• From 6 April 2014 two new classes of permitted development have been added to the General Permitted Development Order which will provide the opportunity to change the use of existing retail and agricultural buildings into dwellings. This marks a major shift in planning policy to be welcomed by many landowners and farmers. These changes have the potential to unlock significant opportunities for rural businesses.

    The most radical change is the introduction of a new Class MB which allows a change of use of agricultural buildings to residential.

    It also authorises certain building works which are necessary to carry out the conversion. The new Class MA allows a change to use as a school or nursery. These changes build upon earlier amendments to the General Permitted Development Order (GPDO) which allowed changes to office use. However, the rules are very complicated and will not apply in all cases. Furthermore, utilising these new rights can have a knock on effect limiting the ability to make use of other agricultural permitted development rights on the farm holding.

    In both cases, the rights only apply to buildings which were solely used for agriculture as part of an established agricultural unit on 20th March 2013, or if the building was not in use on that date then when it was last in use.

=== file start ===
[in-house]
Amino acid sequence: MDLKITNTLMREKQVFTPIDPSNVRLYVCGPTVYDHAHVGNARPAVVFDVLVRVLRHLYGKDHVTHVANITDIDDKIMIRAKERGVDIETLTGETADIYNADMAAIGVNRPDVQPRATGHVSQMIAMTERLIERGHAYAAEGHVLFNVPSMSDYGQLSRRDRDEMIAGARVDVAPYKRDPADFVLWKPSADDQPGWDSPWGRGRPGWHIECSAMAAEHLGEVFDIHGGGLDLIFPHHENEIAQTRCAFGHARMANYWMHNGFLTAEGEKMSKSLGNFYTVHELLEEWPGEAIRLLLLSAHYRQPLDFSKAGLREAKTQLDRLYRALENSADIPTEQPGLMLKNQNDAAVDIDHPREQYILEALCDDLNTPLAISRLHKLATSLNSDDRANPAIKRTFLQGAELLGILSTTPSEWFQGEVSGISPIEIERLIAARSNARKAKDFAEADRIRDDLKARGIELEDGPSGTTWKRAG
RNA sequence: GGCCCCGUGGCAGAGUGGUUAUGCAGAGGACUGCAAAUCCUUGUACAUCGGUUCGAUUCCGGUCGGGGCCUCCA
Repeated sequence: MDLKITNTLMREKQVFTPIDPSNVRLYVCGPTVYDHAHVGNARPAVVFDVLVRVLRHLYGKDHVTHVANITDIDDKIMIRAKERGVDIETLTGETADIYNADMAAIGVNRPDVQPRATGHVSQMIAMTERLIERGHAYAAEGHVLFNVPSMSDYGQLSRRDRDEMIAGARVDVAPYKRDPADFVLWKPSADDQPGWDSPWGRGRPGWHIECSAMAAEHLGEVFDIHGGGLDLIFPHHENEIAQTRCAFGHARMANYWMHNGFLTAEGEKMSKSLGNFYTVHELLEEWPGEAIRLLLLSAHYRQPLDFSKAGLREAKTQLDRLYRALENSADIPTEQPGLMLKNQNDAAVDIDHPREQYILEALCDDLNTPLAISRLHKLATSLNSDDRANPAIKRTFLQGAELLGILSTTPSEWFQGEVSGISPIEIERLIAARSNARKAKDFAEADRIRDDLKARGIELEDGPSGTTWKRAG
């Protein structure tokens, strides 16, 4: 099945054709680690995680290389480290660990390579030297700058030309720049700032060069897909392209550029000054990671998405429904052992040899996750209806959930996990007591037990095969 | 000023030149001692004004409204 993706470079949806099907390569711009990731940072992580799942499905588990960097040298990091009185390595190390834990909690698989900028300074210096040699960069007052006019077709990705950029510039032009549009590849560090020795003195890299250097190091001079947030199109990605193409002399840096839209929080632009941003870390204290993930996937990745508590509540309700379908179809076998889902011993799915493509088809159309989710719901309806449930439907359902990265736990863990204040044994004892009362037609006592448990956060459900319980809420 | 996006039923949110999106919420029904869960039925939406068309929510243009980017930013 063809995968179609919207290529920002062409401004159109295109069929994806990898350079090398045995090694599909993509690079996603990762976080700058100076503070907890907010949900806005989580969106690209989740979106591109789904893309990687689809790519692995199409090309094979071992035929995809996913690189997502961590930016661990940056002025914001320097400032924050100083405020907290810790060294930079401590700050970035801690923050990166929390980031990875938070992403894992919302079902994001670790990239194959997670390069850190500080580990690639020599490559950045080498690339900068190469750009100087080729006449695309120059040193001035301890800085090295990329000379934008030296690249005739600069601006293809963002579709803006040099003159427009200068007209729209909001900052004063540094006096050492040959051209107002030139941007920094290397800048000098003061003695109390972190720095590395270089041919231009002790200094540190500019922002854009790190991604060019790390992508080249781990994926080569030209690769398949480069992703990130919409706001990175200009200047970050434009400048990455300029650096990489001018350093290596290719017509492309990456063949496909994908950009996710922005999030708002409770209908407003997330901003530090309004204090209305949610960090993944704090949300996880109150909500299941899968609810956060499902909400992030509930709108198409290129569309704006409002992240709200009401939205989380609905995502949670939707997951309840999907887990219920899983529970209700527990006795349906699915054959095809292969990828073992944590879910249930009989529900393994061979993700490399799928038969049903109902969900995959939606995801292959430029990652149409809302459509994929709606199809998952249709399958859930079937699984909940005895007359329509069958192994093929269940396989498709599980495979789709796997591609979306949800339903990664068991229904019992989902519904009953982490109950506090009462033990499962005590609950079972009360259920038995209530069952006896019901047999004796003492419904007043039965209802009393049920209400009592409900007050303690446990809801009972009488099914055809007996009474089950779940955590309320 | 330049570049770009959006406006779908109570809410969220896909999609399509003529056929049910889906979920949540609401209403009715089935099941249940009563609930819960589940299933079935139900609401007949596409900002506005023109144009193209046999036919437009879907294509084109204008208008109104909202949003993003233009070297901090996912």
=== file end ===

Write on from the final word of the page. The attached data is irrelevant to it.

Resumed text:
If the building was brought into use after 20th March 2013, then, in order to benefit from the rights it must have been in use solely for agriculture for a period of ten years. Clearly this latter situation will not arise until 21st March 2023 at the earliest.

    There are limits on the cumulative floor space which can be converted within the agricultural unit (500sqm for Class MA and 450sqm for Class MB). Listed buildings are also excluded, as are buildings within a SSSI and certain other areas.

    The new rights are targeted at redundant or surplus agricultural buildings. In order to achieve that aim, various stringent controls have been put in place. In particular, the permitted development rights will not apply where certain other agricultural permitted development rights have been implemented since 20th March 2013. Also, by implementing Class MA or MB rights, other agricultural permitted development rights are sacrificed for a period of ten years. Finally, it is still necessary to apply to the Council for “prior approval” in relation to issues such as transport and highways impacts, noise impact, contamination risk and flood risk. The Council also have the power to consider the suitability of the location for the proposed use – this subjective test clearly has the potential to be used by the Council to resist development they consider undesirable.

    The criteria for benefiting from the Class MA and MB rights are strict and will exclude many agricultural buildings. But the potential for unlocking a residential use for redundant farm buildings has finally arrived.

    This content is correct at time of publication

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